The Heart Strings Of Chinese Culture

Tucked away along Geylang Lorong 24A, is a shop not many may know about. Mr Jeffrey Eng is the third generation proprietor of Eng Tiang Huat –  a shop that is a cultural hotchpotch of Chinese opera costumes, prop weapons, orchestra instruments and celebratory tapestries.

Stepping into Eng Tiang Huat today, you’ll find that little has changed within. Although the shop has moved twice from its original location at Merchant Road and River Valley, Jeffrey has made a concerted effort to recreate the storefront as per how it once was in 1939, in tribute to his grandfather and family trade.


As you enter the premises, you’ll find props such as horsehair whisks, smoking pipes and pheasant feathers – all iconic in Chinese opera use – hanging on your left, over a glass cabinet of facial paint.

On the right, a massive scaffolding stretches in, holding over 50 types of string instruments from the recognizable Er Hu, to the less common Ye Hu. Below them, are folded tapestries, with gold thread forming symbolic images of dragons, phoenixes and immortals.

The inner sanctum is a reception table – the very same used by Jeffrey’s grandfather, complete with inked numbers of suppliers – as well as a work table for tinkering, and a station for sewing.


Eng Tiang Huat started as an importer of these cultural supplies to the local Chinese community in Singapore. Jeffrey even has a table set up in the foyer, set up with tea and old photos of the old shop, in honour of the times when friends would come over to gather, drink tea, and play on their instruments.

As the business flourished, the family’s knack for repair took off substantially. They taught themselves to do restoration work, in a respectful and conscientious way, preserving authenticity by employing the same methods of craftsmen in China.

Jeffrey didn’t start off liking this work, but admitted that being in that environment and learning through osmosis, has somehow ignited a quiet passion in him.


Today, the custodian showed me his work.

An old altar cloth full of dancing lions and peonies had been weathered down by the sun, the silk canvas fraying and crumbling from years of heat damage. Jeffrey explained how he must diligently cut around the symbols while carefully avoiding the embroidery threads, before painstakingly transferring them to a new canvas.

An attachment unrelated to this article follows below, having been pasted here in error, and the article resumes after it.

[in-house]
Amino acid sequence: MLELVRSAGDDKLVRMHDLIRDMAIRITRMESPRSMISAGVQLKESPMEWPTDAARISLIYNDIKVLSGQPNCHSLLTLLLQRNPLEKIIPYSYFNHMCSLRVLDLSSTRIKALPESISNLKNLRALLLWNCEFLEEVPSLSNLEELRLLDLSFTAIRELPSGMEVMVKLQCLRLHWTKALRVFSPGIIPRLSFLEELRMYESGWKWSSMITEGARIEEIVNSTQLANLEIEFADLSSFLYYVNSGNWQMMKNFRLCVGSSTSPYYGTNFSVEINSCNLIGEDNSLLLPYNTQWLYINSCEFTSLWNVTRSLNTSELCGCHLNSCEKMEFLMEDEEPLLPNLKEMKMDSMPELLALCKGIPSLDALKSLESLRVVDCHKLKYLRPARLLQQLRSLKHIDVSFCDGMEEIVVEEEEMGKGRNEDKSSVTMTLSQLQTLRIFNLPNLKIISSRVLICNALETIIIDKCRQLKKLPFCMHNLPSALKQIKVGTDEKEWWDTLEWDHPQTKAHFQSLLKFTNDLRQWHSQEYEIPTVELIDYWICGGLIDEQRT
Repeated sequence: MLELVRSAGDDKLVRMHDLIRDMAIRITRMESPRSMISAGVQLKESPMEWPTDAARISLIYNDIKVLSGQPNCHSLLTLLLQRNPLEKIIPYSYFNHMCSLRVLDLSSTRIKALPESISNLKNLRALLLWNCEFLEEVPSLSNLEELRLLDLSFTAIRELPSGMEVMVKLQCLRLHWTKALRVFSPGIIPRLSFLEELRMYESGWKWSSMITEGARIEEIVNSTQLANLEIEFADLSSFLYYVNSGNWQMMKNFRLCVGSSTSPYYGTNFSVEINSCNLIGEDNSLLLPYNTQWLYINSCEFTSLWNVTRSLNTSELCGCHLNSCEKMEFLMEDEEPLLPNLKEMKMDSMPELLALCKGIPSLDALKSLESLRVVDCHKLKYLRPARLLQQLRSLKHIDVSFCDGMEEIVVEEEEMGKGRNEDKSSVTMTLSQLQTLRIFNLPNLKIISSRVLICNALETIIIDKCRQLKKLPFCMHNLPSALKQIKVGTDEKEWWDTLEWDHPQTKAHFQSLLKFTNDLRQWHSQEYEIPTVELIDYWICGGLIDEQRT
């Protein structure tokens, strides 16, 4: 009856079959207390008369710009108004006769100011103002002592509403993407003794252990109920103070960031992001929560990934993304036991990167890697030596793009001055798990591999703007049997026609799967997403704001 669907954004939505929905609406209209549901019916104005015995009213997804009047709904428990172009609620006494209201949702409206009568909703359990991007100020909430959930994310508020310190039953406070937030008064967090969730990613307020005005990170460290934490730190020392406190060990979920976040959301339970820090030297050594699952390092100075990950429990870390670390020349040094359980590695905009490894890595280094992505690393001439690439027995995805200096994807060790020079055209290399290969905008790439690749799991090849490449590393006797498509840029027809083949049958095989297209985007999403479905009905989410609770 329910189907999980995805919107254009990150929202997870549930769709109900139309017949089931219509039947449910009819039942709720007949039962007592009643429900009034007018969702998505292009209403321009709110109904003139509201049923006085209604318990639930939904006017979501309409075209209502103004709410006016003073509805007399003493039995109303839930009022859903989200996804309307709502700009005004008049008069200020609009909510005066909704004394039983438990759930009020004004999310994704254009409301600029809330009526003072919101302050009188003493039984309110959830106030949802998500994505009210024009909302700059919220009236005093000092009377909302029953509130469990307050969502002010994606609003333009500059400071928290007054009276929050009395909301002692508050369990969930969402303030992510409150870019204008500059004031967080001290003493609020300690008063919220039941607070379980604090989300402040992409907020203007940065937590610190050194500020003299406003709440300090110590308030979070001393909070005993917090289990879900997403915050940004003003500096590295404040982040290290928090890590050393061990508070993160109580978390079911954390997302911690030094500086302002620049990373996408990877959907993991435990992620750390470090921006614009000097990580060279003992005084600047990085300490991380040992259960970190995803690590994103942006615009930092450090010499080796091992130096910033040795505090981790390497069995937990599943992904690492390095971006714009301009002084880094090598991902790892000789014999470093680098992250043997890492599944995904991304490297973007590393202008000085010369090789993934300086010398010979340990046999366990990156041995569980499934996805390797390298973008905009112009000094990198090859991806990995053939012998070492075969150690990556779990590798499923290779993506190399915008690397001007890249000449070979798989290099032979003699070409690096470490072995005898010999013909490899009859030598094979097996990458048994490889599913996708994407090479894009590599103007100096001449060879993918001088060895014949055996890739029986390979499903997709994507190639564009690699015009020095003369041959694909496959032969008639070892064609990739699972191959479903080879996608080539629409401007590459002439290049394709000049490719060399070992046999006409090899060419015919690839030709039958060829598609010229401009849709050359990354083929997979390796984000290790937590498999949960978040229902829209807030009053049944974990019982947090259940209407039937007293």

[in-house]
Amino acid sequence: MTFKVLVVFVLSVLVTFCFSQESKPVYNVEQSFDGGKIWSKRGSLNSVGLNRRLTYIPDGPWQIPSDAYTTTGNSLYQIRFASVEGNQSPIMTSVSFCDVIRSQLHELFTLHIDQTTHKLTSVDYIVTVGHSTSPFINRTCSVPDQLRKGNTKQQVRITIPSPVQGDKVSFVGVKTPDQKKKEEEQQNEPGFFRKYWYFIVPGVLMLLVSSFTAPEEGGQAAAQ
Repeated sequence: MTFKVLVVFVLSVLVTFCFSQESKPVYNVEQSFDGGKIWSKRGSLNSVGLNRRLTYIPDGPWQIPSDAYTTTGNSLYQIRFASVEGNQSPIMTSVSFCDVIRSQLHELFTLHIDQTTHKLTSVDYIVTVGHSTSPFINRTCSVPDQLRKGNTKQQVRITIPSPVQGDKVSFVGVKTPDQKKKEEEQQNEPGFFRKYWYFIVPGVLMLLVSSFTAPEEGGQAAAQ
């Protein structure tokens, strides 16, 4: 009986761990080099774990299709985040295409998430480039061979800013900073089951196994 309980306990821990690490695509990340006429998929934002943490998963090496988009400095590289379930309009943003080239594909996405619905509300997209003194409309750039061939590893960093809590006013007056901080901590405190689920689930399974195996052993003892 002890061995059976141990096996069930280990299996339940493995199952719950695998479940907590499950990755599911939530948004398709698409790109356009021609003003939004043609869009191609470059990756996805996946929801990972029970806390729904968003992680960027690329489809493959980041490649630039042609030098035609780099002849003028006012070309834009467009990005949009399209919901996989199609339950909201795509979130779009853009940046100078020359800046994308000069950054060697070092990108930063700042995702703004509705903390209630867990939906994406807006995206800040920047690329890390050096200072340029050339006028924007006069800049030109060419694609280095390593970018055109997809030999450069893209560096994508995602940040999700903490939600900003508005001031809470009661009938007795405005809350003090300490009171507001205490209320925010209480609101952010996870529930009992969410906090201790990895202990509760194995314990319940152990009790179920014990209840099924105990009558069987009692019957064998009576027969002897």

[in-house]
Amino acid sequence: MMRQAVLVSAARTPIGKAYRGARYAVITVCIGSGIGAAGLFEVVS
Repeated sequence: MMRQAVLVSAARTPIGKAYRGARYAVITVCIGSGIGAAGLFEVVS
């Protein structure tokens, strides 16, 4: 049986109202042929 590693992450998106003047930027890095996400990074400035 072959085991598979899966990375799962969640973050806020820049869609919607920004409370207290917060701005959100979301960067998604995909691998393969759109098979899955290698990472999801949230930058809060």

Fragile elements like the thin stems and filigree had to be embroidered once again. Even the seemingly easy job of attaching a border around the tapestry, is an arduous task of starching, ironing and sewing, that is repeated several times to make sure there’s no buckling once it’s hung.


To Jeffrey, all this effort and respect is what artisanal work is about. It is a reflection of how things were done in the old days, and though it might not be the most efficient or profitable, it is certainly the most sincere.

And he thrives on customer satisfaction.

“(With respect to) the instruments, sometimes (buying) a new one is cheaper than repairing. But the old folks say (the instruments) have sentimental value… so okay, I charge them a good price,” Jeffrey shares. “You see them happy, you feel happy.”

A call comes in on the traditional rotary phone, the raucous clanging an immediate throwback for any who have lived in that era. It’s the exact phone that his grandfather installed in his shop, and it shows Jeffrey effort in preserving Eng Tiang Huat’s nostalgic character.


The gentle, good-humoured owner promulgates traditional heritage and customs through education and practical application. He works with schools and organisations to conduct tours of his shop, as well as with modern establishments to preserve the symbolisms of Chinese culture.

From the colours that represent the elements, to the materials used in instruments and props, they bear deep roots that Jeffrey is happy to share and implement.

He presents the example of the horse whip, which opera performers use to represent journeying on horseback. In the olden days when opera was presented to the emperor, there was a belief that nothing “female” could leave the courts once the opera troupe has entered. And so, dangling at the tip of the stick, are two small pom poms, representing the testicles of a guy.

“It’s not just what we see when we watch (performances),” Jeffrey gestures at the stick. “It’s also what we understand.”

He also shares the obsolete heritage of the spittoon, saying that outhouses used to be far away, and the pot was used by birthing mothers for convenience, but the practice is no longer relevant today. Even the red cloth to wrap a bride’s dowry is not only for blessings, but also used by the recipient as evidence to sue if they wanted to!

These days, Jeffrey has been working with designers to come up with table-runners, lampshades and cushions covers, and he was even invited by Uniqlo to curate an in-store exhibition in December last year. But he understands that ultimately, tradition and heritage can’t be saved, but only relished for as long as it lasts.


“It can’t be helped. If nobody plays these instruments, then how to promote? Yes, we can promote and tell people there was such a thing as a Da Qin, but otherwise it’s just an object.”

He proceeds to pluck on the strings of the instrument, bringing to life its exquisite sound and character.

With three daughters, each showing limited interest, Jeffrey is at peace with the fact that his work might not be carried on down his bloodline. He is happy to have them pursue their own interest, while he dispenses all he can to old friends and strangers alike at Eng Tiang Huat.

First published: Epoch Times

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